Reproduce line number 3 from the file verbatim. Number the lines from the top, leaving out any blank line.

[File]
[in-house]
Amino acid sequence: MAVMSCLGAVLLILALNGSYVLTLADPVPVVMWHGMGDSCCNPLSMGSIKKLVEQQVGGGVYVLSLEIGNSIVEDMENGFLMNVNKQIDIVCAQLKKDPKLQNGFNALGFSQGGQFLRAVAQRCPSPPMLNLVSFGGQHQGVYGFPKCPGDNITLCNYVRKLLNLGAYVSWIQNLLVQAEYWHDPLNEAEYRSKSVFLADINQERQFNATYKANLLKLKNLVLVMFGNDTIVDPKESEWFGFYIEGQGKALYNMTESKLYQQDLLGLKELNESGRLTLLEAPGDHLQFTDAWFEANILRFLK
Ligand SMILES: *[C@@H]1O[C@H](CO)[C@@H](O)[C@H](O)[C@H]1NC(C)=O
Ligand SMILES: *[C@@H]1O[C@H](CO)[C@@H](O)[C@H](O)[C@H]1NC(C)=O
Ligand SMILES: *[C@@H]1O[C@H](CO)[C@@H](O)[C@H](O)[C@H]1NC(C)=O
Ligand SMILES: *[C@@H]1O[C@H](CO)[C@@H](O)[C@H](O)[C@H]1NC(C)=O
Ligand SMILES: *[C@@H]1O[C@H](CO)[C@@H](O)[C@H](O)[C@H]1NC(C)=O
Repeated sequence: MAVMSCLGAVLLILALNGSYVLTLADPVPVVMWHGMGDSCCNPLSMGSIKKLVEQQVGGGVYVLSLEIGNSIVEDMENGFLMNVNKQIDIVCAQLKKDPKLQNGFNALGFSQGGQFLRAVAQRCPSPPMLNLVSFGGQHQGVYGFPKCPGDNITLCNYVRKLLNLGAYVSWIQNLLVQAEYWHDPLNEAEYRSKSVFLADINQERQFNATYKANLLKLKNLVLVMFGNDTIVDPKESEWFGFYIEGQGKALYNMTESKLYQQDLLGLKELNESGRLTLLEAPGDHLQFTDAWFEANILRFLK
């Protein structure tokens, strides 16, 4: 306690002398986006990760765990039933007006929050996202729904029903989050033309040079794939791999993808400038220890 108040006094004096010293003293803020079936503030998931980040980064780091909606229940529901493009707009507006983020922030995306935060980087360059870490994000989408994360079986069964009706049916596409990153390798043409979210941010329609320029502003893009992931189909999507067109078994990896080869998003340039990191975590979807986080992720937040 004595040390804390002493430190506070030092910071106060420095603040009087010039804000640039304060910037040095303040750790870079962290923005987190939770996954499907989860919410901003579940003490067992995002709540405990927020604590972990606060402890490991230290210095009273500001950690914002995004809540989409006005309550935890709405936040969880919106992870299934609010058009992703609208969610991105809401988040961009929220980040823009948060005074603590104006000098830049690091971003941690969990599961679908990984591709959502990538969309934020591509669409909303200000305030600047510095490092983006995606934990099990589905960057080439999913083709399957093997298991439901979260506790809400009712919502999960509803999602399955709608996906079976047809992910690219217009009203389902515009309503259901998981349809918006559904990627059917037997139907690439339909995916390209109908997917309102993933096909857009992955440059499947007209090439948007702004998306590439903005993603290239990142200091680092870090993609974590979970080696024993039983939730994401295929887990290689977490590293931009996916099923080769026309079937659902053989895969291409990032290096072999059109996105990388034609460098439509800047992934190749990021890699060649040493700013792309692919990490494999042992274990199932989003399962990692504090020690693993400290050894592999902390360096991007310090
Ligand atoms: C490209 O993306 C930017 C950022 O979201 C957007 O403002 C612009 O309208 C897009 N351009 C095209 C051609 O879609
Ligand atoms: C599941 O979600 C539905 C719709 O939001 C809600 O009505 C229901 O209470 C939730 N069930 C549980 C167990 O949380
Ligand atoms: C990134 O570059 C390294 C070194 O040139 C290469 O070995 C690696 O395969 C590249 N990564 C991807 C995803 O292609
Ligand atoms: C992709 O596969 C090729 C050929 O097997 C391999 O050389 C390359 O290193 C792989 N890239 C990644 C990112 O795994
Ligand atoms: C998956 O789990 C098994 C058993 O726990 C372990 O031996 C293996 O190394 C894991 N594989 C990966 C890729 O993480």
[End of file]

Ligand SMILES: *[C@@H]1O[C@H](CO)[C@@H](O)[C@H](O)[C@H]1NC(C)=O